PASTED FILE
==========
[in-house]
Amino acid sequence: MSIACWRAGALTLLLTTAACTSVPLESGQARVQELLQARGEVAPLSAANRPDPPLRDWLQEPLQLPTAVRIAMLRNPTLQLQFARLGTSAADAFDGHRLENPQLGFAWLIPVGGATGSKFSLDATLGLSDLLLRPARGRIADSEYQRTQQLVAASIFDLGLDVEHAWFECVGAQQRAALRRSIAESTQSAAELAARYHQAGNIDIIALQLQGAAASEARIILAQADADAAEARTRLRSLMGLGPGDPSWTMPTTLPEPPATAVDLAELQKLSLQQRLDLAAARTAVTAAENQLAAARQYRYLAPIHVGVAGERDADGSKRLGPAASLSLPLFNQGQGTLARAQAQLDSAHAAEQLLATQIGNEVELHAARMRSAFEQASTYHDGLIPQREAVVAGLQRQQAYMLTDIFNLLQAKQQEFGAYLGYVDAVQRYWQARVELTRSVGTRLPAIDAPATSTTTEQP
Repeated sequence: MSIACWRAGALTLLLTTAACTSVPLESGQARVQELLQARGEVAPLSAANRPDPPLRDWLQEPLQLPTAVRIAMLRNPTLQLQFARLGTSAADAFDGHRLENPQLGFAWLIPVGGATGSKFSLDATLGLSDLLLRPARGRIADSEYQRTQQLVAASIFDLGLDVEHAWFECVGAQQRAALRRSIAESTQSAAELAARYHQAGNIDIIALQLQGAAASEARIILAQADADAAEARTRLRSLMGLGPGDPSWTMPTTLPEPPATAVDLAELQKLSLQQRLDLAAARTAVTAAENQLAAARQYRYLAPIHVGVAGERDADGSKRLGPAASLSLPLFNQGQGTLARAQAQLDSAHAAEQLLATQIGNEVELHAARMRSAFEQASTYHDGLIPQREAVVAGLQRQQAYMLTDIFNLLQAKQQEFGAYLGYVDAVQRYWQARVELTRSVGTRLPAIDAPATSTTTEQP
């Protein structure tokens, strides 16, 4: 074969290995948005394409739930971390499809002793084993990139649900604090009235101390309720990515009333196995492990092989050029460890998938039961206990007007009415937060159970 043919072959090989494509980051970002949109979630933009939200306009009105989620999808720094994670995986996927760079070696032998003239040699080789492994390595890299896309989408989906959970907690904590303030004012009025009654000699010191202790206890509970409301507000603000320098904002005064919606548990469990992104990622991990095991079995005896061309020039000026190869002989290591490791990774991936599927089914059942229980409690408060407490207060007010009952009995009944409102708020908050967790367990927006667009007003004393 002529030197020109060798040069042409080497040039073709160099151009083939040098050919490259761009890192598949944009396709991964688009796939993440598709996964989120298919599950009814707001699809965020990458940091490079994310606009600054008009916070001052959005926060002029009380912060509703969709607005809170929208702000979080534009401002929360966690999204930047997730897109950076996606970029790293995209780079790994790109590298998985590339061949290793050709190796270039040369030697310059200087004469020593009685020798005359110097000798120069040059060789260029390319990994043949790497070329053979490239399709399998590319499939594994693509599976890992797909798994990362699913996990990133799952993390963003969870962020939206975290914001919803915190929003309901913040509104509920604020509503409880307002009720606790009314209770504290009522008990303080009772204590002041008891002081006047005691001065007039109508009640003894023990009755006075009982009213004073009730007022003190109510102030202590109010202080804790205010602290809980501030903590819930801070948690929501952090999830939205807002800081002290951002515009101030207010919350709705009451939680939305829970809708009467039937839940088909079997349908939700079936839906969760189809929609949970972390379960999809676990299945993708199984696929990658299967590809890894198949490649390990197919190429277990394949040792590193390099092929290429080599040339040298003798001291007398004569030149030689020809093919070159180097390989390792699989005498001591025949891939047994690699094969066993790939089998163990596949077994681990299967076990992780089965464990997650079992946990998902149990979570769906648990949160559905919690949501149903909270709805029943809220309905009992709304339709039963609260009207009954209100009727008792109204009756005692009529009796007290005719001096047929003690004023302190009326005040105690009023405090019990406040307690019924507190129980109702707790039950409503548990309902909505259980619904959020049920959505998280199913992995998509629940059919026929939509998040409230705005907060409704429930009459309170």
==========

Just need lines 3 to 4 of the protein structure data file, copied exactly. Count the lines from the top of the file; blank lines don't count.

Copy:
Repeated sequence: MSIACWRAGALTLLLTTAACTSVPLESGQARVQELLQARGEVAPLSAANRPDPPLRDWLQEPLQLPTAVRIAMLRNPTLQLQFARLGTSAADAFDGHRLENPQLGFAWLIPVGGATGSKFSLDATLGLSDLLLRPARGRIADSEYQRTQQLVAASIFDLGLDVEHAWFECVGAQQRAALRRSIAESTQSAAELAARYHQAGNIDIIALQLQGAAASEARIILAQADADAAEARTRLRSLMGLGPGDPSWTMPTTLPEPPATAVDLAELQKLSLQQRLDLAAARTAVTAAENQLAAARQYRYLAPIHVGVAGERDADGSKRLGPAASLSLPLFNQGQGTLARAQAQLDSAHAAEQLLATQIGNEVELHAARMRSAFEQASTYHDGLIPQREAVVAGLQRQQAYMLTDIFNLLQAKQQEFGAYLGYVDAVQRYWQARVELTRSVGTRLPAIDAPATSTTTEQP
């Protein structure tokens, strides 16, 4: 074969290995948005394409739930971390499809002793084993990139649900604090009235101390309720990515009333196995492990092989050029460890998938039961206990007007009415937060159970 043919072959090989494509980051970002949109979630933009939200306009009105989620999808720094994670995986996927760079070696032998003239040699080789492994390595890299896309989408989906959970907690904590303030004012009025009654000699010191202790206890509970409301507000603000320098904002005064919606548990469990992104990622991990095991079995005896061309020039000026190869002989290591490791990774991936599927089914059942229980409690408060407490207060007010009952009995009944409102708020908050967790367990927006667009007003004393 002529030197020109060798040069042409080497040039073709160099151009083939040098050919490259761009890192598949944009396709991964688009796939993440598709996964989120298919599950009814707001699809965020990458940091490079994310606009600054008009916070001052959005926060002029009380912060509703969709607005809170929208702000979080534009401002929360966690999204930047997730897109950076996606970029790293995209780079790994790109590298998985590339061949290793050709190796270039040369030697310059200087004469020593009685020798005359110097000798120069040059060789260029390319990994043949790497070329053979490239399709399998590319499939594994693509599976890992797909798994990362699913996990990133799952993390963003969870962020939206975290914001919803915190929003309901913040509104509920604020509503409880307002009720606790009314209770504290009522008990303080009772204590002041008891002081006047005691001065007039109508009640003894023990009755006075009982009213004073009730007022003190109510102030202590109010202080804790205010602290809980501030903590819930801070948690929501952090999830939205807002800081002290951002515009101030207010919350709705009451939680939305829970809708009467039937839940088909079997349908939700079936839906969760189809929609949970972390379960999809676990299945993708199984696929990658299967590809890894198949490649390990197919190429277990394949040792590193390099092929290429080599040339040298003798001291007398004569030149030689020809093919070159180097390989390792699989005498001591025949891939047994690699094969066993790939089998163990596949077994681990299967076990992780089965464990997650079992946990998902149990979570769906648990949160559905919690949501149903909270709805029943809220309905009992709304339709039963609260009207009954209100009727008792109204009756005692009529009796007290005719001096047929003690004023302190009326005040105690009023405090019990406040307690019924507190129980109702707790039950409503548990309902909505259980619904959020049920959505998280199913992995998509629940059919026929939509998040409230705005907060409704429930009459309170």